Pedro Borbon was best-known as a Reds pitcher, but it was with the Cardinals that the right-hander began his professional playing career and ended his big-league tenure.
Borbon, 65, died June 4 in Texas. Most of his obituaries rightly focused on his years as a reliable reliever for the Big Red Machine teams of the 1970s. In 12 big-league seasons (1969-80), Borbon was 69-39 with 80 saves. He pitched in the World Series for the Reds in 1972, ’75 and ’76. He won 11 and saved 14 for Cincinnati in 1973 and was 10-5 with 18 saves for the ’77 Reds.
What’s not as well-known is that Borbon became a professional baseball player on one of the most magical days in Cardinals history. The Dominican was signed as a non-drafted free agent by St. Louis on Oct. 15, 1964, the day the Cardinals won Game 7 of the World Series against the Yankees.
Borbon was a success in his three seasons in the St. Louis system. He was 6-1 with a 1.96 ERA in 38 games for Class A Cedar Rapids in 1966 and 5-4 with a 2.29 ERA in 36 games for Class A St. Petersburg in 1967. Both clubs were managed by Ron Plaza.
In 1968, Borbon, 21, caught the attention of several big-league organizations with his performance for the Cardinals’ Class A Modesto club of the California League.
He established a league record by appearing in 18 consecutive games without allowing an earned run. In a May 15 game against Fresno, with the score 4-4, Modesto manager Joe Cunningham brought in Borbon in the ninth inning with a runner on first, one out and a 3-and-0 count on batter Chris Arnold. Borbon struck out Arnold on three pitches and catcher Ted Simmons, 18, threw out the runner attempting to steal second. Modesto scored in the bottom of the ninth, giving Borbon the win.
Borbon finished 8-5 with a 2.34 ERA and 96 strikeouts in 100 innings for Modesto in ’68. In December, the two-time defending National League champion Cardinals failed to protect Borbon on their major-league roster and he was chosen by the Angels as the fourth pick in the first round of the Rule 5 draft.
The Angels were one of at least five big-league clubs that rated Borbon as the best available player in the draft, according to The Sporting News.
“He might be a real catch,” Angels manager Bill Rigney said. “Everyone was high on him.”
Borbon made the Angels’ roster in ’69. He got the win in his major-league debut on April 9 against the Seattle Pilots. Boxscore He finished 2-3 with a 6.15 ERA in 22 games for the ’69 Angels. In November, the Angels dealt Borbon and pitchers Jim McGlothlin and Vern Geishert to the Reds for outfielder Alex Johnson and infielder Chico Ruiz. Bob Howsam, the Reds’ general manager, had been the Cardinals’ general manager when Borbon signed with St. Louis.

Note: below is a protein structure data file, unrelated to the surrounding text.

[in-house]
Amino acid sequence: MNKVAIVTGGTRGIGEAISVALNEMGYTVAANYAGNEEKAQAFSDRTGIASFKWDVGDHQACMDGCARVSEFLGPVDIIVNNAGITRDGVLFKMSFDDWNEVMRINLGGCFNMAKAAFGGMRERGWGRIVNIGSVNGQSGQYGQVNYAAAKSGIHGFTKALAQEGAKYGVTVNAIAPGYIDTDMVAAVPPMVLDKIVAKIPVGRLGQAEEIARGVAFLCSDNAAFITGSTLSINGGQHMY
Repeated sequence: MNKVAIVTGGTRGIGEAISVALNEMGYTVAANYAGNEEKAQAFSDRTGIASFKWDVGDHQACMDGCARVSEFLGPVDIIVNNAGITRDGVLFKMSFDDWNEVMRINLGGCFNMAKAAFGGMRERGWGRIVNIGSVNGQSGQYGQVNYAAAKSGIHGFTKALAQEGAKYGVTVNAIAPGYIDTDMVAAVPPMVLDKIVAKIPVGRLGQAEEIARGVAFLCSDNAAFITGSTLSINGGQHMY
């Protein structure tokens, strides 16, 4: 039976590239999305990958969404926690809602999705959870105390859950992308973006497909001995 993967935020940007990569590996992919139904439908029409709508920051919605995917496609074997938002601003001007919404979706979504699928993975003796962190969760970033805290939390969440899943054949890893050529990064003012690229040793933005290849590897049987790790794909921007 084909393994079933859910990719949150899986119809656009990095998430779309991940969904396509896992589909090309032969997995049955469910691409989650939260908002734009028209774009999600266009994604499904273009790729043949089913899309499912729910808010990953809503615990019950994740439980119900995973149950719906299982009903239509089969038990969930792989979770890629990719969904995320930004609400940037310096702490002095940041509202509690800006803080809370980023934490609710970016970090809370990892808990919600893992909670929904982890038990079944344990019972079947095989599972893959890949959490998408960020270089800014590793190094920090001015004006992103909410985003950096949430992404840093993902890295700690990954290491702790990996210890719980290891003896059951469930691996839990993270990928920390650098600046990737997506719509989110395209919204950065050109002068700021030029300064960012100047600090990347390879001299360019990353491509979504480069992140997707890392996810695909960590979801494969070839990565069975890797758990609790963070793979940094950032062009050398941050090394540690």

Eleven years later, Borbon, 33, was looking for work after being released by the Giants in April 1980. The Cardinals gave him a job as their batting practice pitcher. After two weeks, they determined Borbon was better than some of the pitchers in their bullpen. St. Louis relievers had a collective 7.46 ERA. Desperate for help, general manager John Claiborne acquired Jim Kaat, 41, from the Yankees and signed Borbon. A headline in The Sporting News blared, “Redbirds Turn to Greybeards to Liven Up Their Bullpen.”
Borbon provided immediate results. He pitched three scoreless relief innings against the Astros in his Cardinals debut on May 3, 1980. Boxscore
In his second Cardinals appearance, Borbon earned a save _ and got revenge against the team that released him _ with 2.2 scoreless relief innings against the Giants. Boxscore
Borbon’s third appearance resulted in his first Cardinals win _and last of his big-league career _ in a 15-7 St. Louis victory over the Dodgers. Boxscore
But Borbon’s effectiveness soon waned. He yielded a home run in each of his final three appearances. The last two came in consecutive games _ a three-run homer by Padres catcher Gene Tenace on May 24 Boxscore and a grand slam by Padres third baseman Barry Evans (his second and last home run of a five-year big-league career) on May 25. Boxscore
Four weeks after they had added him to the roster, the Cardinals released Borbon. His St. Louis record: 1-0 with one save and a 3.79 ERA in 10 games. With that, Borbon’s big-league career was finished.
His son, a left-handed pitcher also named Pedro Borbon, had a nine-year big-league career with the Braves, Dodgers, Blue Jays, Astros and Cardinals. Like his father, he finished as a Cardinal, pitching seven games for St. Louis in 2003 and posting an 0-1 record and 20.25 ERA.
Previously: Ron Plaza was mentor to Steve Carlton, Jose Cruz